By Joseph Ostapiuk | Staten Island Advance
The city’s tree canopy, a sprawling and valuable resource that helps reduce dangerous effects spurred by insidiously rising temperatures, has been growing in recent years. A bipartisan group of city leaders hope that trend continues.
New York City’s five borough presidents called on Mayor Eric Adams Monday to adopt a plan to plant one million trees citywide over the course of the next decade — reminiscent of a successful initiative that was started under former Mayor Michael Bloomberg and completed during Mayor Bill de Blasio’s administration.
They also called on Adams to honor a pledge he made during his campaign promise to allocate 1% of the city’s budget to funding the Parks Department, representing a significant increase of the agency’s allocation.
“This is our moment to go big and bold, to expand the canopy in this city,” said Manhattan Borough President Mark Levine during a press conference Monday morning in City Hall Park. “Climate change, resiliency, public health, public safety — all of it is driven by a healthy and strong urban forest.”
The push by all five borough presidents, a group that includes Republican Staten Island Borough President Vito Fossella, marks a notable bipartisan effort to combat the effects of climate change. The five borough leaders exchange group texts, they said, and plan to continue to work together to find common ground.
“Clearly, there are many challenges facing our city. Among them are public safety, helping small businesses rebound from COVID and helping our schools open. However, we need to plan ahead and visualize a brighter future,” said Fossella, who attended the inaugural launch of the SSG Michael Ollis boat Monday morning, in a statement.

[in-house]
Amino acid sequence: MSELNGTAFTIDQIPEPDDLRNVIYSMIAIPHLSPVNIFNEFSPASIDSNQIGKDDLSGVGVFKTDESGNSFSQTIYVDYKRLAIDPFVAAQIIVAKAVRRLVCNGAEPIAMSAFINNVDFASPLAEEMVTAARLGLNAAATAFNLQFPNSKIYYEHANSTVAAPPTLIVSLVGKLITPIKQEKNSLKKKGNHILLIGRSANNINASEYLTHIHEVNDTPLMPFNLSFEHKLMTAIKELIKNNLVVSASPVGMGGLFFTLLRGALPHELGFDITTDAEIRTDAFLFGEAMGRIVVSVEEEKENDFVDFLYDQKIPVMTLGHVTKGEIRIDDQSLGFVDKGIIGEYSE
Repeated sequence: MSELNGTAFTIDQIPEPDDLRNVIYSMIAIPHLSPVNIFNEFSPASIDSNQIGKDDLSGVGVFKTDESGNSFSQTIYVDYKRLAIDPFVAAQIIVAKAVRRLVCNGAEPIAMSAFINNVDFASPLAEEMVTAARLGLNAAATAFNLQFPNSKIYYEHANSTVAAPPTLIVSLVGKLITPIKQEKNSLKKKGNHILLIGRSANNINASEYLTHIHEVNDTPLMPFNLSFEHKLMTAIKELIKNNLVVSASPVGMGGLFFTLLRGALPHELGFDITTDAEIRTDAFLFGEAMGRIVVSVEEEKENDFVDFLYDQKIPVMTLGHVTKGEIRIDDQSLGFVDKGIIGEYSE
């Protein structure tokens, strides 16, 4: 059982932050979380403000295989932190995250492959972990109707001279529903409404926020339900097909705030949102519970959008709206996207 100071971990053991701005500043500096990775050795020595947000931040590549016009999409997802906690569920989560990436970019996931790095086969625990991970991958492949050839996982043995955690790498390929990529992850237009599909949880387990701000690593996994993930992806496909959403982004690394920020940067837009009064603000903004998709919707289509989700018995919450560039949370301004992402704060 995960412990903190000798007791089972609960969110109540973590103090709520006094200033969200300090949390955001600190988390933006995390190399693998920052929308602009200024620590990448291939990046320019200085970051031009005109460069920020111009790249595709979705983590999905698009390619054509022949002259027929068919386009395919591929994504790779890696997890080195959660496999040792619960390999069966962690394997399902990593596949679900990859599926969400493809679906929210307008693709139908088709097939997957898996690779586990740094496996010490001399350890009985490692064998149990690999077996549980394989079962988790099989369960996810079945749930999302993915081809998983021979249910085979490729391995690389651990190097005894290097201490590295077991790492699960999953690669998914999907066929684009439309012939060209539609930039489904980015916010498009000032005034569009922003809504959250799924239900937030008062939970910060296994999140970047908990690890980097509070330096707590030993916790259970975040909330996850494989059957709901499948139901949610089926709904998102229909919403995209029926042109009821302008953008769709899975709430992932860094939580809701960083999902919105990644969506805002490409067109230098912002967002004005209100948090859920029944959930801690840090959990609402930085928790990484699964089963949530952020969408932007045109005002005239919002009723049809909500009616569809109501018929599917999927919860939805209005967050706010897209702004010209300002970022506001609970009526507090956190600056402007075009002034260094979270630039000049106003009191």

“An important part of that plan is to increase our street trees. When we look to the skies, New Yorkers want to see more than concrete and glass, we also want to see trees overhead. As Borough President of Staten Island, ‘the Borough of Parks,’ I pledge to work with my fellow Borough Presidents and the Mayor and City Council on any practical effort for tree planting management city-wide,” said Fossella.
“The plan should follow the Parks Department’s philosophy of planting the right tree in the right location. We’d like to see the appropriate smaller tree species on streets with utility poles, and a program to remove dead or dying trees and quickly replace them. I see this effort as both an environmental and public health priority,” added Fossella. “When it comes to finding innovative ways to manage our city’s tree canopy, we should leave no stump unturned.”
BENEFITS OF TREES
Trees offer innumerable benefits, from cooling streets and reducing pollution to absorbing rainwater and improving mental health, and experts said the city’s urban forest helps avoid nearly 17,000 health events every year — translating to more than $77 million in savings annually.
The new plan is aimed at improving equity in the distribution of trees throughout the city, working towards a disparity present in the current distribution of tree canopy.
Late last year, a report by The Nature Conservancy, entitled “The State of the Urban Forest in NYC,” looked at the seven million trees spread across the five boroughs, including those on private land, and observed notable disparities in canopy cover based on factors like race, English proficiency and housing crowding.
Staten Island’s South Shore was found to have higher “stocking rates,” a measure of the percentage of living trees of an estimated capacity, compared to the borough’s North Shore, the Advance/SILive.com previously reported. Similar discrepancies were observed in Brooklyn and Queens.
Areas with lower stocking rates were associated with higher levels of social and heat vulnerability, the report found. City Health Department data shows approximately 350 people die yearly, on average, from heat-exacerbated issues, with that mortality rate higher in neighborhoods with a greater proportion of Black New Yorkers.